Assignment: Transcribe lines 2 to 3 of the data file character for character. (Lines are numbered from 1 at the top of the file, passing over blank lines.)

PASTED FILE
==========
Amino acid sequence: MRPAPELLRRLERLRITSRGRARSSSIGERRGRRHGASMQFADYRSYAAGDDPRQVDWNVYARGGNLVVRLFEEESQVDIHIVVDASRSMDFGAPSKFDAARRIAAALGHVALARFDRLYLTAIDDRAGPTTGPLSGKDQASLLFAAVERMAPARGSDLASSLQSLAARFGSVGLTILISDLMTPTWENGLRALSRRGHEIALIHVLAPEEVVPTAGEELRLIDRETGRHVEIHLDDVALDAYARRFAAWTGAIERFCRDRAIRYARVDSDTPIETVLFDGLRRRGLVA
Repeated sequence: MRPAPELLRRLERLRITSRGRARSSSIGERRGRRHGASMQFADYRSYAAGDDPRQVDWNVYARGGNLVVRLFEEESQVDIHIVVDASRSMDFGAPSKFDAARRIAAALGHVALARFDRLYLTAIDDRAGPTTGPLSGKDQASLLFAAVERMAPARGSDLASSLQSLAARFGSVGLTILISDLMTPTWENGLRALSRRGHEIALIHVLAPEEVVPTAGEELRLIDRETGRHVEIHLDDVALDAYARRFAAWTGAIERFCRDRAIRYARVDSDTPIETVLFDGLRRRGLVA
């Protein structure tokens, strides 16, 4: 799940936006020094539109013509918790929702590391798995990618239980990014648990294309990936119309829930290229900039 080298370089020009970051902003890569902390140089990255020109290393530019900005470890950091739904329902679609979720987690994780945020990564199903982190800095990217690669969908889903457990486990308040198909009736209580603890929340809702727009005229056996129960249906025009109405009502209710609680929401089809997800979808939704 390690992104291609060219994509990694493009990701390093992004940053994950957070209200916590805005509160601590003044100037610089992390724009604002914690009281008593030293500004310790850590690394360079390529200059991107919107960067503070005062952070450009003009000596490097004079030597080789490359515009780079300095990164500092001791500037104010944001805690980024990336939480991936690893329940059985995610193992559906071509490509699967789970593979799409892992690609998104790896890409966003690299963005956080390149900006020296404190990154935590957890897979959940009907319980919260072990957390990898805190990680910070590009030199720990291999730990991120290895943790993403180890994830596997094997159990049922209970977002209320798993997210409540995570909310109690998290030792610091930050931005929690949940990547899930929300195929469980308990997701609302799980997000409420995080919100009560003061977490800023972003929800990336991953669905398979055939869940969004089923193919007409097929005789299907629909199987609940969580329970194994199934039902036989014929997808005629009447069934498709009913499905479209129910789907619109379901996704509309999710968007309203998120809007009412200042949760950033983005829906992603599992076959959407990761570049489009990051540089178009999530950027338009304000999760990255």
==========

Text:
Repeated sequence: MRPAPELLRRLERLRITSRGRARSSSIGERRGRRHGASMQFADYRSYAAGDDPRQVDWNVYARGGNLVVRLFEEESQVDIHIVVDASRSMDFGAPSKFDAARRIAAALGHVALARFDRLYLTAIDDRAGPTTGPLSGKDQASLLFAAVERMAPARGSDLASSLQSLAARFGSVGLTILISDLMTPTWENGLRALSRRGHEIALIHVLAPEEVVPTAGEELRLIDRETGRHVEIHLDDVALDAYARRFAAWTGAIERFCRDRAIRYARVDSDTPIETVLFDGLRRRGLVA
């Protein structure tokens, strides 16, 4: 799940936006020094539109013509918790929702590391798995990618239980990014648990294309990936119309829930290229900039 080298370089020009970051902003890569902390140089990255020109290393530019900005470890950091739904329902679609979720987690994780945020990564199903982190800095990217690669969908889903457990486990308040198909009736209580603890929340809702727009005229056996129960249906025009109405009502209710609680929401089809997800979808939704 390690992104291609060219994509990694493009990701390093992004940053994950957070209200916590805005509160601590003044100037610089992390724009604002914690009281008593030293500004310790850590690394360079390529200059991107919107960067503070005062952070450009003009000596490097004079030597080789490359515009780079300095990164500092001791500037104010944001805690980024990336939480991936690893329940059985995610193992559906071509490509699967789970593979799409892992690609998104790896890409966003690299963005956080390149900006020296404190990154935590957890897979959940009907319980919260072990957390990898805190990680910070590009030199720990291999730990991120290895943790993403180890994830596997094997159990049922209970977002209320798993997210409540995570909310109690998290030792610091930050931005929690949940990547899930929300195929469980308990997701609302799980997000409420995080919100009560003061977490800023972003929800990336991953669905398979055939869940969004089923193919007409097929005789299907629909199987609940969580329970194994199934039902036989014929997808005629009447069934498709009913499905479209129910789907619109379901996704509309999710968007309203998120809007009412200042949760950033983005829906992603599992076959959407990761570049489009990051540089178009999530950027338009304000999760990255």